The sign proclaimed the approach of the Seven Sisters Park, and as we got off, we felt like we’d been set down in the middle of nowhere. Cell phones seemed to be of no use, and the visitors’ centre had just closed. Cars zipped by in indecent haste. That we had only five pounds between us wasn’t particularly reassuring either. This was definitely not an ideal day for an afternoon stroll, but we were immensely glad we’d chosen it. We realised that a few families had braved the vile weather, after all; dogs and children ran in abandon on the thick grass of the South Downs. As we unlatched the wooden gates and stepped into the valley, we were confronted by a stunning landscape. The lush, undulating landscape of the Downs, sepulchral and mysterious, was spread out endlessly ahead of us as far as the eye could see. The rippled waters of the river Cuckmere snaked through the valley, forming little shallow ponds with foamy edges where they lapped the chalky earth. At every step, we stopped to take in the amazing view, entranced by the softly rising hills; lights were already twinkling in some houses and inns in the distance, and the sea was just a thin blur on the horizon. Much as we would have liked to walk on up to the top of the hill and look at the cliffs from the top, we had to turn back as the rain, after a brief respite, took inspiration from its tropical cousin and fell hard, stinging our faces. We revelled in the fresh, healthy air, and would have given much to see a cosy little cottage materialise with the Downs for a backyard materialise in front of our eyes.
Strong winds that an incredibly faulty Internet application pegged at just 4 mph almost jolted us off our feet as we turned back. The ten-minute walk to the ‘bus stop’- which was just a pole with a placard on it- felt like eternity. However, the sudden appearance of a few tentative rays of the setting sun through a thick cloud cover brilliantly capped our day out. We stood by one of the numerous ‘lagoons’ the river curved itself into, listening to the water splash as the wind kissed its surface. Waiting for the bus, we tried to warm our numb fingers and get the blood circulating again- the kindly driver let us in without bothering to see our tickets, seeing that we were struggling with our fingers and bits of paper that refused to come unstuck.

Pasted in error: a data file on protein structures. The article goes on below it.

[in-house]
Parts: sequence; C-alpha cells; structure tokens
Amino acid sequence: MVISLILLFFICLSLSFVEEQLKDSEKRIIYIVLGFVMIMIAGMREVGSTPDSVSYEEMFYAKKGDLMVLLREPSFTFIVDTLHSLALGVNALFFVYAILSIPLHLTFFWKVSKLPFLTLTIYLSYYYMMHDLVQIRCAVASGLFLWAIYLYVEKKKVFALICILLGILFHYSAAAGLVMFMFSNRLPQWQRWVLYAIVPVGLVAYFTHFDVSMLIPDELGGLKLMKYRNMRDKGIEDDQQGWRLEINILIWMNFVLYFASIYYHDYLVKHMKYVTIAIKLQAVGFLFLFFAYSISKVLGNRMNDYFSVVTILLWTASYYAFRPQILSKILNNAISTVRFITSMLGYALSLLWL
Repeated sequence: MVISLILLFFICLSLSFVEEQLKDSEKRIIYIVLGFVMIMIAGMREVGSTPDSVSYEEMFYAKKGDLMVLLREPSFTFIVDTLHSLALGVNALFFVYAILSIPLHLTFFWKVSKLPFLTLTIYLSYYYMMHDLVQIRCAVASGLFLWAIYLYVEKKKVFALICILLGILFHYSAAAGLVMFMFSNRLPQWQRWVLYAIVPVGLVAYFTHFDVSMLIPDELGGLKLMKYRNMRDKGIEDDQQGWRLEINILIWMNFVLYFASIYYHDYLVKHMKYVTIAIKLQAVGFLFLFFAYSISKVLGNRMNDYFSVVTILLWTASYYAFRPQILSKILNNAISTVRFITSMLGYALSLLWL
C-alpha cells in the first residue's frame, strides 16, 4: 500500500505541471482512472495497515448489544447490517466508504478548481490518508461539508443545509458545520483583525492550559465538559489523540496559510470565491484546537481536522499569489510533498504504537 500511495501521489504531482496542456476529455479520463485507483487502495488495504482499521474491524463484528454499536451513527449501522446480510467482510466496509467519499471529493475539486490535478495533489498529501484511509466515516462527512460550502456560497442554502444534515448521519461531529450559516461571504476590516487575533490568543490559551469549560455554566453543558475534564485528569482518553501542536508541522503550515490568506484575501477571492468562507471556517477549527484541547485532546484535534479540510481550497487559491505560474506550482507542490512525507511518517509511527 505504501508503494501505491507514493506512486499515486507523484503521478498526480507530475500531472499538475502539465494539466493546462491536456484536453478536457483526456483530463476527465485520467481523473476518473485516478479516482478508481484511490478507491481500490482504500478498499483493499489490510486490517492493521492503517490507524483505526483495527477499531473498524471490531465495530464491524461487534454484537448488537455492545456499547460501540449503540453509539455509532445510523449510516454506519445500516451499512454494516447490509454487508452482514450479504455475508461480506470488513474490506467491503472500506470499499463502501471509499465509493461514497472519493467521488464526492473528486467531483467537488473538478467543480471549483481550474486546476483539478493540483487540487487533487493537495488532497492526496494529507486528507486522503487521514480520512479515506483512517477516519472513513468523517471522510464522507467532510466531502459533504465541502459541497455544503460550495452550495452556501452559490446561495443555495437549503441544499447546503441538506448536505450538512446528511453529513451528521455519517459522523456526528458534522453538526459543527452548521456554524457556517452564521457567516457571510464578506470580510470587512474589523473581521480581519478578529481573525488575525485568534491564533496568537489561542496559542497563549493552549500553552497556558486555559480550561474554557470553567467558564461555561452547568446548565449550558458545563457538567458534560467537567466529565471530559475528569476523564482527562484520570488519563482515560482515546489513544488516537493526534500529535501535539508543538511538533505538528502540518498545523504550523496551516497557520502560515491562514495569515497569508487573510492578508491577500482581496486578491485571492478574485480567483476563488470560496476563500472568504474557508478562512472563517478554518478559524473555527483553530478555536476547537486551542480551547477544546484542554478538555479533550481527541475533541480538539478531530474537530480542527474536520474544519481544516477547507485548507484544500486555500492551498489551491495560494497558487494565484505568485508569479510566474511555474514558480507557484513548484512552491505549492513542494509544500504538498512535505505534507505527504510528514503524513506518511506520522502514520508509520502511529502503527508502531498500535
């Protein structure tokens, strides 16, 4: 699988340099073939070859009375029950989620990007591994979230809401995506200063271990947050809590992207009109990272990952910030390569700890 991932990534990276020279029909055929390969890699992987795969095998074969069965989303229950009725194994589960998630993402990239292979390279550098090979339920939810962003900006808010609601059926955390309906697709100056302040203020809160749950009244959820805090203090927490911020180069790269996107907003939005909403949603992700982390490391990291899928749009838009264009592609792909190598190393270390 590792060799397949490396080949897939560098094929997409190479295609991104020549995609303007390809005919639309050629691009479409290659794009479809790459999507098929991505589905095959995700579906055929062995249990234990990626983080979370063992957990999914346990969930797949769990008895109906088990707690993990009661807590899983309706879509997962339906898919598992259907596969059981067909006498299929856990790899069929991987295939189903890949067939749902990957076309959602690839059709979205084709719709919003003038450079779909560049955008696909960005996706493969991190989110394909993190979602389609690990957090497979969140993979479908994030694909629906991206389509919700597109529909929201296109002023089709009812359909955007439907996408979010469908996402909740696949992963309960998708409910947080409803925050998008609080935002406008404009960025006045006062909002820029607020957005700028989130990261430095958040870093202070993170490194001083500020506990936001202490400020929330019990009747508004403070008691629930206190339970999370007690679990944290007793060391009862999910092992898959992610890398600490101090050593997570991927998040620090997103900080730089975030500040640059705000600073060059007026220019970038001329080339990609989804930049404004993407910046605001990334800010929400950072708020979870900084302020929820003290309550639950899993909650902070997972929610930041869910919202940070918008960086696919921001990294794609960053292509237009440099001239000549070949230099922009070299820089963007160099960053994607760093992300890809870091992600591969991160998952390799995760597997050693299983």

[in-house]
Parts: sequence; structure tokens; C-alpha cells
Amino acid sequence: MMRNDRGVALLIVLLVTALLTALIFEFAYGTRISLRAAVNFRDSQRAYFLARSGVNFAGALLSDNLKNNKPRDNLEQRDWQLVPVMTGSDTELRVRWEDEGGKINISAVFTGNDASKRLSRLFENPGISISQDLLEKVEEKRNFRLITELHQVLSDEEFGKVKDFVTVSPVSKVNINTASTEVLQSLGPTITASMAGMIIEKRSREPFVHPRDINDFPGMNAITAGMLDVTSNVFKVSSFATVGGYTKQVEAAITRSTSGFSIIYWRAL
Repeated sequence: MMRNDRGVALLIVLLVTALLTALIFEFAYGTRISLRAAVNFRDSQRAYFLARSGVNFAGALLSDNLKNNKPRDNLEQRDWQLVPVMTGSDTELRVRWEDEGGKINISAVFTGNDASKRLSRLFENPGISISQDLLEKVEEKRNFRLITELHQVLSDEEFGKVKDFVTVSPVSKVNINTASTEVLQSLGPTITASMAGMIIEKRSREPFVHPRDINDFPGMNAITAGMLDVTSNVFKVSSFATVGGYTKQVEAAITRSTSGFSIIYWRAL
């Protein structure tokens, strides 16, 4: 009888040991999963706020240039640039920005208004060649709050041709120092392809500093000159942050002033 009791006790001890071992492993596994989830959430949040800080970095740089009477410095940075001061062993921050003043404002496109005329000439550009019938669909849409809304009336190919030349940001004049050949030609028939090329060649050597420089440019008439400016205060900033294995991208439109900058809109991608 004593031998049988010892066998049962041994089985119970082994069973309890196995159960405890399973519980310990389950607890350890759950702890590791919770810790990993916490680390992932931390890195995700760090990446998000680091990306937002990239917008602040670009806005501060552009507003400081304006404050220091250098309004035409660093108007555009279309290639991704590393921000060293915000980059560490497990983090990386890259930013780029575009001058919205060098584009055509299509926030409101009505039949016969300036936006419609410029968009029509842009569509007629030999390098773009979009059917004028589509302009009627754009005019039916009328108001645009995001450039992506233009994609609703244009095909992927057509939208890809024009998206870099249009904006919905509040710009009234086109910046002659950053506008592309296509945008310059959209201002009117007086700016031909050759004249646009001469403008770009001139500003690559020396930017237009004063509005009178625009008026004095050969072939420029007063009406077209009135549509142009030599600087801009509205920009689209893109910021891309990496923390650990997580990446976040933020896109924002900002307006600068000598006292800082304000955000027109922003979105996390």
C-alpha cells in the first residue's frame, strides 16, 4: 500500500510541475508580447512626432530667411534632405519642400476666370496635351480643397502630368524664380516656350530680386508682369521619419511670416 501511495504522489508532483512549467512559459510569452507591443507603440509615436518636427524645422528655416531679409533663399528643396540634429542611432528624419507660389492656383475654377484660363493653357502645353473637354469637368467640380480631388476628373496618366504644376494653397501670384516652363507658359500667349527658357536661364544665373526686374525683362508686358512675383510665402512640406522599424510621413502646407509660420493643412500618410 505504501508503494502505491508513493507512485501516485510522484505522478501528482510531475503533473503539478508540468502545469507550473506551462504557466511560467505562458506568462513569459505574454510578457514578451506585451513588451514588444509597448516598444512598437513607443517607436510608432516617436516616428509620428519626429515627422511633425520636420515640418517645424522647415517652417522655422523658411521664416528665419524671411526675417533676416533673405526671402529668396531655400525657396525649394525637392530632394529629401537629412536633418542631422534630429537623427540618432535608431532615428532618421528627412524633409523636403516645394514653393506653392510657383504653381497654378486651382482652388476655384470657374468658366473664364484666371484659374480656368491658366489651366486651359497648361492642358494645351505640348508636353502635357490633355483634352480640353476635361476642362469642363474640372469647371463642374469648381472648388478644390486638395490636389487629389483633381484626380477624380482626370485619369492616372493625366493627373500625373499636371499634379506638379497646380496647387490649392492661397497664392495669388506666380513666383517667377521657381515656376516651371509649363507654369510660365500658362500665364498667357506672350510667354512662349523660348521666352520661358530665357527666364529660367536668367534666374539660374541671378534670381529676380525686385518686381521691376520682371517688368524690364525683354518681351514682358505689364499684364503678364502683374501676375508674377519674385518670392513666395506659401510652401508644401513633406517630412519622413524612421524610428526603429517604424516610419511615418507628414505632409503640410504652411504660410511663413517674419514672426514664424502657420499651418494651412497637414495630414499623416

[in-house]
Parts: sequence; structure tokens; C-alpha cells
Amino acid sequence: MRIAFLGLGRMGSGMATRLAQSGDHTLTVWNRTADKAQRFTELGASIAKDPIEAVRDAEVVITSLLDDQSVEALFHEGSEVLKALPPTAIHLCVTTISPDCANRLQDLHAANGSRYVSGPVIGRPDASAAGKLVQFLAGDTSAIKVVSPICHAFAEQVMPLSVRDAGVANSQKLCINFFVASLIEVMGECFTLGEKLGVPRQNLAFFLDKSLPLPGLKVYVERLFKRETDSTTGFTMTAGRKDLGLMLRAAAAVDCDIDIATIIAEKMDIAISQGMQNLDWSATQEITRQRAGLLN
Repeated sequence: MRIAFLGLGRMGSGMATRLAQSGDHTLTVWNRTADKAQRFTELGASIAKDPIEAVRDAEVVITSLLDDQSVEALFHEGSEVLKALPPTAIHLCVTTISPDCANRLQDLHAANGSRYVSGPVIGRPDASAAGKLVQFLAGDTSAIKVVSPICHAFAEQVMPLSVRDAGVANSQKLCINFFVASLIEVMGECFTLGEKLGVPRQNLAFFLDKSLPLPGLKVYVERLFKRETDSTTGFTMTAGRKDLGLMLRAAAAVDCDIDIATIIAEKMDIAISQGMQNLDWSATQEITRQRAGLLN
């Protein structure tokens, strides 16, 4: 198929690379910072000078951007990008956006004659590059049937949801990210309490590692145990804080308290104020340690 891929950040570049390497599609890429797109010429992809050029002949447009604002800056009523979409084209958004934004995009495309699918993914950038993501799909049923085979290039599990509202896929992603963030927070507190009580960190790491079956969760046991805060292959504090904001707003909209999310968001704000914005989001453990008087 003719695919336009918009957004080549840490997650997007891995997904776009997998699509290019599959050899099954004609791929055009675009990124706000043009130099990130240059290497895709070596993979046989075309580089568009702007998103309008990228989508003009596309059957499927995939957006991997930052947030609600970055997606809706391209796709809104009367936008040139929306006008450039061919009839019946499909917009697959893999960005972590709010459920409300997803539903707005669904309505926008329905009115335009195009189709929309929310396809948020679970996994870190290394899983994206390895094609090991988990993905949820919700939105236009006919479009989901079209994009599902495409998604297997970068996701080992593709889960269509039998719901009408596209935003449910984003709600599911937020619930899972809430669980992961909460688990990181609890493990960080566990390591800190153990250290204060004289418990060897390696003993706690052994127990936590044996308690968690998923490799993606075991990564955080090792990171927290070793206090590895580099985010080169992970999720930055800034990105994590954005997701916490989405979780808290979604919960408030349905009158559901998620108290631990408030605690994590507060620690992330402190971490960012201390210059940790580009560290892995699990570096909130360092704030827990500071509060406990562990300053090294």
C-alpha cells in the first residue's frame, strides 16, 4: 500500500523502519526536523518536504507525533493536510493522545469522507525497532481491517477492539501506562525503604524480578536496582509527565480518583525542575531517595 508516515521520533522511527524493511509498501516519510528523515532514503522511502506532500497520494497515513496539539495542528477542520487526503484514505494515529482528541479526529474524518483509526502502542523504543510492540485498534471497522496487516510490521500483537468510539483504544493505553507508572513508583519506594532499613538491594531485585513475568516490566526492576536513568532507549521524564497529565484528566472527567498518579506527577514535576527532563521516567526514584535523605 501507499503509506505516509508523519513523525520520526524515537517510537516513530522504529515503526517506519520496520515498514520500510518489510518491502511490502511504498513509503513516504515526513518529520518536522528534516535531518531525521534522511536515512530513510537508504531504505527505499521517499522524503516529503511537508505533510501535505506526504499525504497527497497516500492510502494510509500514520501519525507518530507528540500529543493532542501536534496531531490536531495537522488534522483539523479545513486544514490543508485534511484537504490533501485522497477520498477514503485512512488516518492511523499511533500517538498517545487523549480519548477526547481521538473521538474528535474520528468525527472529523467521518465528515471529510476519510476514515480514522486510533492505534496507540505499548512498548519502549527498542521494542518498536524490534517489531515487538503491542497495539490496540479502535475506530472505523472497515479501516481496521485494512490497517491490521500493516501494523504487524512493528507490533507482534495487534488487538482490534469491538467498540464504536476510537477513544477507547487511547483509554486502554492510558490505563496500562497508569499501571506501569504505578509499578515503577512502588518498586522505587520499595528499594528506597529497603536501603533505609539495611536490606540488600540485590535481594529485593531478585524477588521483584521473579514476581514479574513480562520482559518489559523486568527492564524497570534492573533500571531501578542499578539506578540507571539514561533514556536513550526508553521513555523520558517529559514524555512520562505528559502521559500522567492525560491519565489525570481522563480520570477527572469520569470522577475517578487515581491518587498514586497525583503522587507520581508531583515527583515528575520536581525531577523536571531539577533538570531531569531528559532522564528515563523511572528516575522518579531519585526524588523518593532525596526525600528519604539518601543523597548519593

Have I found that particular spot of rural England that I have been dreaming of all my life? I thought Yorkshire was it, but my affections are fickle and constantly find new places to lavish themselves on. The bus ride from Brighton itself had been marvellous- having meandered through town, the road meets the wild countryside, no ugly structures marring its spectacular velvety greenery. Every turn of the road produces a new view of the Downs, now moving into the heart of the hills, then away towards the coast and revealing the chalk faces of the cliffs that make up the Seven Sisters.
As we headed homewards, the sun was beginning to dip into the sea, staining the newly blue sky in its own patented shades of orange and violet. Would John Carter have seen such beautiful sights on Mars? Call me parochial but I, for one, am deliriously happy with Earth, and particularly this tiny corner of the world I’ve wandered into.